On Friday, May 21, Spain announced that starting June 7, tourists from all parts of the world are allowed to visit, providing that they had been fully vaccinated for COVID-19. With this in mind, we thought we would take a look at all the new entry rules and see what they mean for foreign tourists.
Before COVID-19, Spain was the second most visited country in the world, behind France. When the first wave of the coronavirus hit Europe in the spring of 2020, tourism plunged as the Spanish authorities imposed strict stay lockdown measures to stop the spread of the deadly virus. Tourism has always been a cornerstone of the Spanish economy, making up over 12% of the countries GDP.
Spain needs tourism
All of 2020 and the spring of 2021 have seen empty hotels, beaches, and famous sights like Barcelona’s Rambla and Granada’s Alhambra Palace deprived of tourists. The knock-on effect from this is that thousands of Spaniards who rely on tourism to feed their families now need state support for income.
When speaking at one of the world’s top tourism fairs, FITUR in Madrid yesterday, Spanish Prime Minister Pedro Sanchez said that Spain would allow visitors without a negative PCR test from non-EU counties that Spain deemed low-risk from May 24. Two countries on the list joining Australia, Israel, and New Zealand, are Japan and the United Kingdom, thanks to their success in getting most people vaccinated.
The current list of countries with no restrictions on travel to Spain is Israel, Australia, New Zealand, Rwanda, Singapore, South Korea, Thailand, China, and the Hong Kong and Macao territories.
Americans can visit Spain from July 7
When speaking to the Spanish daily newspaper El Pais about the decision, Sanchez said:
From June 7, tourists from other countries with which there is not complete free movement (non-EU), among them the United States, will be able to enter Spain provided they count on a certificate showing they have received their full COVID-19 vaccinations.”
The prime minister also delivered the message in English so that, in his own words, they reached the international press saying:
I am pleased to inform you that the ministerial order will be officially published today exempting citizens from the UK and other countries such as New Zealand, South Korea, or China from temporary restrictions for non-essential trips to Spain,” he said. “I can therefore announce that from next Monday, May 24, Spain will be delighted to receive British tourists again into our country.”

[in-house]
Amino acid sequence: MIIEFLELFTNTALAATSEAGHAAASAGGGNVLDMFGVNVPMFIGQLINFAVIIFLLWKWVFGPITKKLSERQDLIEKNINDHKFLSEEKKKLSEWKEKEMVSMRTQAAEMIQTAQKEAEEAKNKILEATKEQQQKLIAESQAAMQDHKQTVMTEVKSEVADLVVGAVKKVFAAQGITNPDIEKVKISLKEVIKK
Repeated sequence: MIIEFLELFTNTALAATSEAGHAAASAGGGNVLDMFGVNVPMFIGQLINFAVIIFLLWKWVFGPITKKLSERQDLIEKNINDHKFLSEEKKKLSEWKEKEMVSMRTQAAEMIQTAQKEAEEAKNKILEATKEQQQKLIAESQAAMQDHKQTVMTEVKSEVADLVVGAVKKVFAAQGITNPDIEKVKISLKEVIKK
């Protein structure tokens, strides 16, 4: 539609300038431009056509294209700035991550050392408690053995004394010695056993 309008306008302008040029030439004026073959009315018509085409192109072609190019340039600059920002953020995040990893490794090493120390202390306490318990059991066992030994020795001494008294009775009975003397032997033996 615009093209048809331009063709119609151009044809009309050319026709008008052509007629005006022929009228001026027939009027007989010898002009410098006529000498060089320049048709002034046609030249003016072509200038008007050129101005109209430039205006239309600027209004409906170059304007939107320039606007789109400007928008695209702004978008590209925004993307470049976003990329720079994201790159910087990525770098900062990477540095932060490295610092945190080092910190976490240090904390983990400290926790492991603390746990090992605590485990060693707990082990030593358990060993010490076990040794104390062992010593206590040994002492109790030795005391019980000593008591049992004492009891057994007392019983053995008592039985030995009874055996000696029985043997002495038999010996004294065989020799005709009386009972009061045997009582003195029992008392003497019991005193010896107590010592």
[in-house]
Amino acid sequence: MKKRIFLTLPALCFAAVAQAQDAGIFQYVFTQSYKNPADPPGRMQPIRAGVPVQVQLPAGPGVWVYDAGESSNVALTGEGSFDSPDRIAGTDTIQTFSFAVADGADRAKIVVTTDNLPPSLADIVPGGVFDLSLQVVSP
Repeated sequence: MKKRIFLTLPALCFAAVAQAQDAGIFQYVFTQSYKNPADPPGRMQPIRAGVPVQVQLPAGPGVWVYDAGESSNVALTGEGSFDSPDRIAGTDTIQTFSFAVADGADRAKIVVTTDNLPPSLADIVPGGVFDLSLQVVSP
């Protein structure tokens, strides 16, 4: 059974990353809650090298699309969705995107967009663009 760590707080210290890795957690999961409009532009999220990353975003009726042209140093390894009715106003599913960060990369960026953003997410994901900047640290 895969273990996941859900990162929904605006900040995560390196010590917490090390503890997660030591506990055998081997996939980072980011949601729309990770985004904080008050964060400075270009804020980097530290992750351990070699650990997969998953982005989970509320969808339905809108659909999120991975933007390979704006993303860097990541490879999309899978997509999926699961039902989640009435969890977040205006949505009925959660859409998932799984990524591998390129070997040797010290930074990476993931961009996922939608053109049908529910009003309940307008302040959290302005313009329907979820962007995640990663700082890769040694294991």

Spain is not on the UK Green List
Despite the good news for many foreign visitors, Spanish arm of the global airline association Asociación de Líneas Aéreas (ALA) Javier Gandara said obsticles still remain. Amongst them was the United Kingdoms’ decision not to include Spain on its “Green List.”
UK citizens or residents who visit Spain will be required to provide a negative PCR test on their return home and must quarantine for ten days and then take another PCR test. Another problem Gandara pointed out was that many of the vaccines used in Latin America had not been approved by the European Medicines Agency, making a certificate of vaccination invalid.
“We ask that Latin Americans be allowed to travel to Spain on condition they present a negative PCR test result,” he said. Meanwhile, Iberia CEO Javier Sanchez-Prieto said that he hoped routes between Spain and Latin America would return within the next few weeks.
Spain welcomes foreign visitors
As we mentioned earlier, tourism is essential to Spain, and the Spanish go all out to welcome their foreign visitors. To lose another summer season would have been devasting to the country and, more importantly, to all the people who rely on tourism for a job.